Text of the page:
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CHOOSING THE RIGHT COLLEGE

RESEARCH IS THE KEY TO MAKING ONE OF LIFE’S MOST IMPORTANT DECISIONS
By Elaine Rogers |

PICKING A COLLEGE. PLANNING YOUR FUTURE. CHOOSING A CAREER. ITS

a big order. Especially when you’re a pencil-chewing, fingernail-biting teen with all kinds of big dreams, vague goals and half-baked ideas, and all your friends, parents, teachers and counselors are telling you what they think you ought to do or can’t afford to do and didn’t do but might consider looking into. Suddenly, it’s no small wonder some high school seniors and young adults “stress-out” at the thought of actually picking a college and worry that no matter what they do, they’re probably on the wrong path to everywhere or the right path to nowhere!

It doesn’t have to be that way, though, and we all know it shouldn’t be.

Especially in a state like Texas and a metropolitan area like Dallas, where the selection of post secondary educational institutions is plentiful. According to the Texas Higher Education Coordinating Board, our fair state has 35 public universities, 38 private four-year universities and 50 community college districts (Dallas’ own has eight separate campuses). The Dallas Chamber of Commerce publishes a D/FW college list which includes 26 campuses offering baccalaureate and/or master’s degrees and at least 16 campuses offering associate (two-year) degrees. Add to that the metroplex’s myriad of professional colleges and technical schools, and the options are downright mind-boggling.

To keep college-bound kids from feeling overwhelmed by all the choices, well-intentioned parents ought to remind them that it’s harder to make a bad choice when there are so many good options ready. Next, individuals simply need to sit down and make some personal evaluations.

“From our standpoint,” says Gary Hanson, Coordinator of Student Affairs Research at the University of Texas in Austin. “we ask prospective students ’Do we have what you want?’ If we do, then they have to consider if it’s die best value for the money considering the prestige or the institution and the prestige and the quality of the program in their major.”

After that, Hanson adds, personal considerations come into play, like how close it is to home and whether they want to “get away,” stay close, or even commute.

College counselors advise teens to start a college search by listing specific career interests and researching the types of education and training they require. Next, it’s a matter of familiarizing themselves with the different types of schools that are out there and pinpointing which college “characteristics” hold personal appeal-like whether the campus is small or large private institution or public, situated nearby or far away and offers a liberal arts education or specialized training.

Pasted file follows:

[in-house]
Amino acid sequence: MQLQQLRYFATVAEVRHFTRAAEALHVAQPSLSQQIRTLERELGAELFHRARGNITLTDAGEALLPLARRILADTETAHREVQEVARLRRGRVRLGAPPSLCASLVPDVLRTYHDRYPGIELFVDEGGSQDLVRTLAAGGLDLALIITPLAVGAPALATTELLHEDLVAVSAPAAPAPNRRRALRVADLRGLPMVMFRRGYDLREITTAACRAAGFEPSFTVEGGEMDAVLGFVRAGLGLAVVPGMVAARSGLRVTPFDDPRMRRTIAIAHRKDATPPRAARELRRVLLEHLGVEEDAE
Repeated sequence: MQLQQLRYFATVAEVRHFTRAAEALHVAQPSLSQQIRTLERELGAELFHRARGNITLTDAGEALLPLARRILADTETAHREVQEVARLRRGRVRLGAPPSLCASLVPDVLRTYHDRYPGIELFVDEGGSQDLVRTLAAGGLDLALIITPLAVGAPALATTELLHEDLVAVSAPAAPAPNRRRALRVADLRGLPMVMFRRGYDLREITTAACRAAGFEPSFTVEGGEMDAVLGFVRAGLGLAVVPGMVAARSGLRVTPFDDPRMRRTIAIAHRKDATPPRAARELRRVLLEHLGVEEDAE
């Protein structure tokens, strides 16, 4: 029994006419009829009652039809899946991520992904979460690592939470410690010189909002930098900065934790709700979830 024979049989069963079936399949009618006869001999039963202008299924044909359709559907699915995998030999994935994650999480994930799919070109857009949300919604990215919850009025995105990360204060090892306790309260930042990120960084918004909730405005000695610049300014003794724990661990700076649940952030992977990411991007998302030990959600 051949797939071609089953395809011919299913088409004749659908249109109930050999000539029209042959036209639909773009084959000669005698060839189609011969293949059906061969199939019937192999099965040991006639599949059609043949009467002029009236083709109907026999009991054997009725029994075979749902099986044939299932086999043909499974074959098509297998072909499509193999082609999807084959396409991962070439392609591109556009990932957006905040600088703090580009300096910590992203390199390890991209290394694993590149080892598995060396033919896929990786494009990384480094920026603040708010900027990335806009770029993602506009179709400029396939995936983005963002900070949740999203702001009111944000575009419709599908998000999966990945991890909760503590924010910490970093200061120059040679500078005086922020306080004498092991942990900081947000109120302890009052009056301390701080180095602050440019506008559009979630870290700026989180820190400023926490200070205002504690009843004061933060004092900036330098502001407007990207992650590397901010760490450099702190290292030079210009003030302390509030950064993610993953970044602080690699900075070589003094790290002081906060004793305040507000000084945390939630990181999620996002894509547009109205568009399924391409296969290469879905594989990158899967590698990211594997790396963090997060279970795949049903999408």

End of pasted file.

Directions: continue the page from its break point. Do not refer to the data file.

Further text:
This is just the tip of the iceberg, however, as the list of college characteristics is considerably longer than potential students initially think. For example, a young adult might judge the issue of location simply on the basis of how many miles stand between it and their parents’ home. But there’s also the school setting to consider. Is it urban, suburban, small town or rural? Is it downtown or in the country? Is it a compact, selfcontained campus or a sprawling mass of buildings? Is me housing situation mostly dormitories or off-site apartments?

For that matter, what constitutes “small?”

With enrollment figures estimated at 9,500, Southern Methodist University in Dallas is categorized as a small private college. Certainly, it’s smaller than Baylor University in Waco, which lists almost 13,000 students this year, but it’s still larger than the 7,000 student population found at Texas Christian University in Fort Worth. The area’s largest major college, the University of North Texas in Denton, boasts an enrollment of 25,000. And those campuses range from double to quadruple the sizes of several other small, private universities in the area, namely Dallas Baptist University, with 3,300 students, and Texas Wesleyan University and the University of Dallas, both with figures just under 3,000. Then, there’s Paul Quinn University with 650 students and Criswell College with 450, which one might think are the smallest of the “smalls,” only, that would mean Dallas Christian College and Arlington Baptist, with just over 200 students apiece, would barely even register as blips on the college map.

Compare that to local community college enrollments ranging from just under 3,000 at the Cedar Valley College campus and 8,000 at El Centra College to 11,900 at Richland College, and it’s easy to see that small is a relative term-and also that statewide figures registering a steady increase in community college enrollments is indeed accurate.

The point? Identifying preferred college characteristics is one thing, but then there’s the matter of defining them further-as in, “How small is too small and how small is too big?” The University of North Texas is the largest higher-education institution in the metroplex, but with an incredible student/faculty ratio of 17 to 1, it has the community-feel of a small college. “UNT is unique in that it offers all of the resources of a large univeristy, but offers all of the advantages and personal attention of a small college,” says Nancy Le May, Director of Marketing for UNT.